She’s Dealing with Lagosians Legislatively and Spiritually.


Imagine Secretary Clinton as an ordained Priestess. Well, not currently in history, but while she was still in office as a US Senator. Would people have protested of a supposedly divine call that can potentially interact with her role in the Senate? Either you are reasoning from an eye of  conflict of interest, or from the understanding of a US sacred norm around separation of state and religion, it is certain that some clear lines could get blurred.

Such is the case with a former first lady, and a current Senator  of the most populous State in Nigeria, Lagos, Senator Oluremi Tinubu. Tinubu was just recently ordained as an Assistant Pastor of arguably the most populous religious congregation in the world, the Redeemed Christian Church of God. It was reported that in Lagos alone, over  50,000 people worship in the church weekly.  If the game of politics is still a game of number, Tinubu is surely on the roll. Her party holds the majority in the Senate, her husband, who is a known Muslim, and currently the National Leader of the All Progressive Congress (APC),  ruled Lagos State between 1999 and 2007. She went on becoming a Senator in 2011, and now she’s got her foot too on the pulpit. With a gavel on one hand, making Lagos laws, bible on the other, affirming the Ten Commandments, and a rosary possibly on her neck, declaring the beauty of both, any election is a homerun.

Senator and Pastor Oluremi Tinubu (Image credit,

There is more though  to this wonder woman. First of all, staying married, as a devout Christian to a Muslim husband it’s tough and only powerful women like her can pull this off. Second, if you aren’t ready to participate in taking  home bags of cash and favors (call it bonus, or as familiar to Nigerians, egunje, or something that could subject you to a criminal investigation here in the US) monthly, it’s hard to stay alive in Nigerian politics.  So how Tinubu, a purported devout Christian, manages to constantly turn down offers along with their holy temptations, and still duck off animosities that come with that, is in of itself a kind of power that worth recognition, should this be the case.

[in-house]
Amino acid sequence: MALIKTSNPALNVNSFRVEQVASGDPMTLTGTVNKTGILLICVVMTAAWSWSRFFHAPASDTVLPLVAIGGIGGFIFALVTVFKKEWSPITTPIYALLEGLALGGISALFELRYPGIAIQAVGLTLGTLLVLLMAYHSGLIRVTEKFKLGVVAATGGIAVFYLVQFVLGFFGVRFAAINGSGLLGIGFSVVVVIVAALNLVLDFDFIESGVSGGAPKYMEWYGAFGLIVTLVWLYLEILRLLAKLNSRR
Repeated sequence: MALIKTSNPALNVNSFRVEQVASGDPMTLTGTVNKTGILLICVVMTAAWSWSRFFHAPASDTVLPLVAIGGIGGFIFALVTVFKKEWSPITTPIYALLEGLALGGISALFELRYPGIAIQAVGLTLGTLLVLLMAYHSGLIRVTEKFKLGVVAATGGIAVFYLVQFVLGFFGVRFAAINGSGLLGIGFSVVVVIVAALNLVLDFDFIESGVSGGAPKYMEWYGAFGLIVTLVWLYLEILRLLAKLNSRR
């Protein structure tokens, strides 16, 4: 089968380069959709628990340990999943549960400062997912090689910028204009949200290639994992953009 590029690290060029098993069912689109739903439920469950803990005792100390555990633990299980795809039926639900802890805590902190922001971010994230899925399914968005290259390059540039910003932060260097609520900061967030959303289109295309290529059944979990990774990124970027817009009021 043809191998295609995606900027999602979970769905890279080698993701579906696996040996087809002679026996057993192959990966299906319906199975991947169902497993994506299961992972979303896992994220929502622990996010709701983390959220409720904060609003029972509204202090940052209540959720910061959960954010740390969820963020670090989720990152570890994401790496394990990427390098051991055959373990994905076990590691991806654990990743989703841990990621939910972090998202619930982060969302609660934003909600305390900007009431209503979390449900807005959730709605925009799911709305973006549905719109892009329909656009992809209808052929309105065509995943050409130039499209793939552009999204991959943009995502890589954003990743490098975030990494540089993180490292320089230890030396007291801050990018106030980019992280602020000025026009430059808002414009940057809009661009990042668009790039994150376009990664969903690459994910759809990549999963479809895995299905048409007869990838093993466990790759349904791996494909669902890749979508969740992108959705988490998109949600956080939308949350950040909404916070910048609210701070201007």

Wondering how she might be able to juggle constituents meetings with the preparation of sermon for a bright Sunday morning?  She can do both, and still many more. In Nigeria, elected officials hardly meet with constituents or host town hall meetings. They are seen in their motorcades with a siren blowing these cacophonic sounds to announce they are driving by. Their SUVs blow a siren as would an ambulance on the street of Manhattan in New York City. When “constituents” watch the SUVs drive by, they are reminded of how unimportant they are which further urges them  to keep their dreams alive. Tinubu might attend some hearings on important lawsuits against or for interest groups here and there. She might stop by a market leader in Idumota for a chat, and attend important meetings relating to oil revenues and the like. As for the sermon, she’s ordained an Assistant Pastor; preaching roles will be a fill-in, or in this case of a celebrity status, as she prefers. It’s a solid merger proposition; clean with no any antitrust palaver. It’s simply serving people and serving God with apparent beneficiaries being Pastor Enoch Adeboye, the Tinubus, the people of Lagos State, and God. Everybody wins, and God also.

In Tinubu’s  defense, people were citing scriptures and warning against judging her. Some had also fired back asserting that judging is in line when you reach for public office. Irrespective of anyone’s views, Senator Oluremi Tinubu who since May 2011 holds the mandate of the people of Lagos Central Senatorial District, now has  additional mandate, as conferred by the power invested in the General Overseer of the Redeemed Christian Church of God, to intercede on behalf of her people in spiritual matters.

Do you feel it’s okay to hold both offices at the same time?

Send your comment below.

USAIG is a media organization that focuses on African immigrants in the United States. We offer community content and promote African identity. We support personal and professional development of Africans and immigrant community in the US. We consult on cultural based training focusing on inter-generational relationships between African youths, parents and community, and we facilitate diversity and inclusion training workshops.




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